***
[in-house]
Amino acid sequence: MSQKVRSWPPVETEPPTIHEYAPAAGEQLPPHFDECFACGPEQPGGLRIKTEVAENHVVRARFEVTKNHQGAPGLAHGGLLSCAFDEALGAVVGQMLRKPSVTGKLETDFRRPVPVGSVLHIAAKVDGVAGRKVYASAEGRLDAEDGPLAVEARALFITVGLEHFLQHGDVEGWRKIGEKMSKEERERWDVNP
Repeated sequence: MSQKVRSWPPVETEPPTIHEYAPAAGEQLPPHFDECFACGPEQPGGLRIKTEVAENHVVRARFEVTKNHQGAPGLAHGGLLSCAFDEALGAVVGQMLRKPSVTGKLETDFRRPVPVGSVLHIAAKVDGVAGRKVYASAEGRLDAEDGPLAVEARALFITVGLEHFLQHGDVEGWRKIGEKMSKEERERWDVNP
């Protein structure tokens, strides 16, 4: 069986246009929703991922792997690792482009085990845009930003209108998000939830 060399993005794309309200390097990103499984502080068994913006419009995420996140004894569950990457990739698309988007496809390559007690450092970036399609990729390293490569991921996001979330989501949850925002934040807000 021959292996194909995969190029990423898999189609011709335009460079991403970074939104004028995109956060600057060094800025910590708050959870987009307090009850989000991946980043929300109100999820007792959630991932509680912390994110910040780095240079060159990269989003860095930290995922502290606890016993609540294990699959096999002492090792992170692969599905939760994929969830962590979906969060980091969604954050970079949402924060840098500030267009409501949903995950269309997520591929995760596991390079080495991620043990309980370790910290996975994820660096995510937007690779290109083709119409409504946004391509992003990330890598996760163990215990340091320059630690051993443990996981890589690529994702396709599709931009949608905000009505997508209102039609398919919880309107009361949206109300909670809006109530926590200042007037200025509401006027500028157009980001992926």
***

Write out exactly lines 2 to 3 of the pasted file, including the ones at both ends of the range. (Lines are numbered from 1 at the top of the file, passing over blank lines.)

Amino acid sequence: MSQKVRSWPPVETEPPTIHEYAPAAGEQLPPHFDECFACGPEQPGGLRIKTEVAENHVVRARFEVTKNHQGAPGLAHGGLLSCAFDEALGAVVGQMLRKPSVTGKLETDFRRPVPVGSVLHIAAKVDGVAGRKVYASAEGRLDAEDGPLAVEARALFITVGLEHFLQHGDVEGWRKIGEKMSKEERERWDVNP
Repeated sequence: MSQKVRSWPPVETEPPTIHEYAPAAGEQLPPHFDECFACGPEQPGGLRIKTEVAENHVVRARFEVTKNHQGAPGLAHGGLLSCAFDEALGAVVGQMLRKPSVTGKLETDFRRPVPVGSVLHIAAKVDGVAGRKVYASAEGRLDAEDGPLAVEARALFITVGLEHFLQHGDVEGWRKIGEKMSKEERERWDVNP